“Your Academy Awards Invitation.” That was the subject line of an email I received a few weeks ago. Needless to say, it raised suspicions. Emails like this I’ve received in the past have included subject lines like “Reward for Spencer Spellman,” which have typically been followed by a line about a family member in Nigeria who wants to wire transfer 10 million dollars to me. My raised suspicions, however, were removed when I read on and saw that it was from United Airlines, the official airline sponsor of the Academy Awards. I quickly realized that this was one of those few invitations I’d receive in life when there was but one answer. It couldn’t be a “Maybe” or “Let me check my calendar,” but only a definitive “yes.”
To be as close to the red carpet as I was for this past weekend’s 87th Academy Awards, you largely have to be one of a couple people. The first is the harder of the two, and that’s to really be somebody in the movie industry. It helps if your film is nominated for an Oscar. The second is to have your name drawn in the random drawing for seats at the Oscar Fan Experience above the red carpet. However, this year marked a first, as long-time official airline sponsor, United Airlines, invited five Los Angeles bloggers to be front row guests on the Academy Awards red carpet, of which I was one. I was joined by the following L.A. bloggers:
But first there was a background check (as mandated by the Academy), an official invitation (by snail mail), and a checklist of what to bring (and more importantly, what not to bring and do, like bringing selfie sticks and taking photos of our badges). And before you ask, I was not in a tux, though if given the option, I would have worn a seersucker suit, and still would’ve been better dressed then some of the stars. Then again, maybe Will.i.am was simply casting for a sequel of Polar Express or Space Jam. We were actually told to bring layers and dress comfortably since we didn’t need to be “camera-ready.” Mother Nature clearly was on her own agenda. I haven’t seen rain in Los Angeles in weeks, so naturally Oscar Sunday brought with it flash flooding. Lucky for us, the seating area was tented.
The red carpet was nothing short of suspenseful, just like the movies it was celebrating. Our arrival time of 10:30 a.m. was later than many others, yet was still four hours before celebrities started walking the red carpet. This meant snacks, selfies (sans selfie stick), coffee, Maybelline makeovers for those who wanted (or needed) it, lunch, and red carpet photos before taking our seats in the bleachers, bringing back memories of high school pep rallies.
Celebrities slowly started to trickle in at 2:30. First Michael Strahan and Robin Roberts, host of ABC’s Oscars Pre-Show. Both Michael and Robin were some of the most interactive with the crowd, and Michael even came over at the end to talk with the crowd for a couple mins, and obviously take a selfie. There was a little bit of a lull until Anna Kendrick tried to sneak in, but not before she waved at me (or was she waving at the crowd?). She was then followed by Wolfgang Puck, and his elaborate (and edible) centerpiece.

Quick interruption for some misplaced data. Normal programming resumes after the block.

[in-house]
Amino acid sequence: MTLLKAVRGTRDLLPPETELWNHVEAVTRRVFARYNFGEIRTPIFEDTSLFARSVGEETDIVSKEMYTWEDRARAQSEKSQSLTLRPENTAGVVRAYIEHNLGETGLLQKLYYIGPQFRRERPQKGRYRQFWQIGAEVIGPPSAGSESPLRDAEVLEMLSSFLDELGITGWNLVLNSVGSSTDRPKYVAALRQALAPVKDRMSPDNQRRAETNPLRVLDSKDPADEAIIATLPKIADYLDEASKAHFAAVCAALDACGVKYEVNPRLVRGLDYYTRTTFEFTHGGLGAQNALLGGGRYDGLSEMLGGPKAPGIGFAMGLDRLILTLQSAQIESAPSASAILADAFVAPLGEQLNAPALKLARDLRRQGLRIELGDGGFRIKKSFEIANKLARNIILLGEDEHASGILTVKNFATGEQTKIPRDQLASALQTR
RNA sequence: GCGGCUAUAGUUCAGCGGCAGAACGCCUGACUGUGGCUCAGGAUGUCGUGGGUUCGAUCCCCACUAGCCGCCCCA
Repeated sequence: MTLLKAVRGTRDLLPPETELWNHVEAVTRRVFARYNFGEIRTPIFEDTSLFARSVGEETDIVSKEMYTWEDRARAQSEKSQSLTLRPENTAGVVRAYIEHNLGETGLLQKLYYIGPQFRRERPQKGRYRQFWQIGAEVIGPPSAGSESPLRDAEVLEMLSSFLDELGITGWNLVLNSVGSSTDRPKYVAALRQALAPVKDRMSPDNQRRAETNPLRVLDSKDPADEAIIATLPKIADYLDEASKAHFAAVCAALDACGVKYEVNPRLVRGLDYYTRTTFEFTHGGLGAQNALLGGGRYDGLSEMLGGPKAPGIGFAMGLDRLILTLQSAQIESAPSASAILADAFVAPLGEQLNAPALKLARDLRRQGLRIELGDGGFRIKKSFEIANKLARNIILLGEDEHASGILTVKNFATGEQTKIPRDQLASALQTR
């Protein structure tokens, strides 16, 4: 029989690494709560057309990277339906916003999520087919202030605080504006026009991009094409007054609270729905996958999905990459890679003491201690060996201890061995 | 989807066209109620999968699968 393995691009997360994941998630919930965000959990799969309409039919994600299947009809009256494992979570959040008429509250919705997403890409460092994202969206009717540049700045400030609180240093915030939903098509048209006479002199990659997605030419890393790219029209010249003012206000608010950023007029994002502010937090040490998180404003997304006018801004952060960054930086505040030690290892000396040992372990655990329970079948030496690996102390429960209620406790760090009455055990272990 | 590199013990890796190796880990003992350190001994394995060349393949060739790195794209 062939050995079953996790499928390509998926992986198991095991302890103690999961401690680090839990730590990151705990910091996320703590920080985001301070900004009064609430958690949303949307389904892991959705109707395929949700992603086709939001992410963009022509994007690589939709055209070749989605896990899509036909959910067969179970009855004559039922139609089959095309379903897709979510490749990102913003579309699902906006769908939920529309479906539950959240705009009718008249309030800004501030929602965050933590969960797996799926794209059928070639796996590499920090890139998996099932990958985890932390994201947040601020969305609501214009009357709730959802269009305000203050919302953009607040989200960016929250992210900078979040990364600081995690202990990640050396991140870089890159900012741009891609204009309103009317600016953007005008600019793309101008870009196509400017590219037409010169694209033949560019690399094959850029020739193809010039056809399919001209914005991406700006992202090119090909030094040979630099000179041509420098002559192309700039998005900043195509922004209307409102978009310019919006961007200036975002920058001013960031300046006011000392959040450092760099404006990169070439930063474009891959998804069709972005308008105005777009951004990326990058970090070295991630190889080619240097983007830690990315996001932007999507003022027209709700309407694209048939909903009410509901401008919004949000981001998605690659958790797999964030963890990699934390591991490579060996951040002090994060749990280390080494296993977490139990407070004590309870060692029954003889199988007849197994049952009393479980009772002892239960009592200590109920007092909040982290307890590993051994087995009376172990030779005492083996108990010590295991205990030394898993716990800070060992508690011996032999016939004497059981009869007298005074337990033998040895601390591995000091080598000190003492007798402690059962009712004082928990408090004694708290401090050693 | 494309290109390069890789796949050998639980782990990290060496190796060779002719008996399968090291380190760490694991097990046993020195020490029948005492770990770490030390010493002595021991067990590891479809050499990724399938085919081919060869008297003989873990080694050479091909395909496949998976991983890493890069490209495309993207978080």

It was then that the Oscars envelopes arrived, being carried by this guy, Matt Damon. Or rather, Brian Cullinan, evidently a Matt Damon look-alike, who is one of only a couple people who knows the winners prior to the Oscars.
From here, it was a couple hours of a steady stream of people, most of whom I, nor anyone else knew. Then there was one guy who would’ve made for a great Old Spice commercial, wearing what looked to be nothing more than an upscale toga made of a shower curtain. He kept walking by, waving and kissing to the crowd, but no one waved back.
The closer it got to showtime, the busier the red carpet got, with some hurrying down the red carpet, while others, like Chris Pratt, spent as much as 30 minutes doing interviews right in front of us and interacting with the crowd. There were a number of interviews with the emcee for the red carpet, which included several actors and actresses who would go onto win awards, including Eddie Redmayne for Best Actor, Patricia Arquette for Best Supporting Actress, and J.K. Simmons for Best Supporting Actor.
When it was all said and done, it was about three hours from when people started walking the red carpet until they finished when the Academy Awards was about to begin. One of my favorite moments was at the tail end when Oprah and Lady Gaga shared a hug before racing into the Dolby Theatre. It was moments like this, or Terrance Howard tearing up when talking about his family, that showed the more human side of a group of people that are often elevated to worship status. Once the red carpet was cleared, we walked across the street to El Capitan Theatre for a viewing party.
All in all, I’m still trying to wrap my head around the events of the day. I was up at 6 a.m. this morning to drive from another event I was covering in Santa Barbara County to make it it time to Hollywood this morning. I published this at 3 a.m. So ask me tomorrow what it was like. It’s an experience I won’t soon forget, and a reminder of how much I’ve come to love and embrace everything that Los Angeles is. I’m incredibly grateful to United Airlines for allowing me to be a part of such a special experience and thankful to all of you to let me give you a glimpse into my experience on the red carpet at the 2015 Oscars. See more photos below.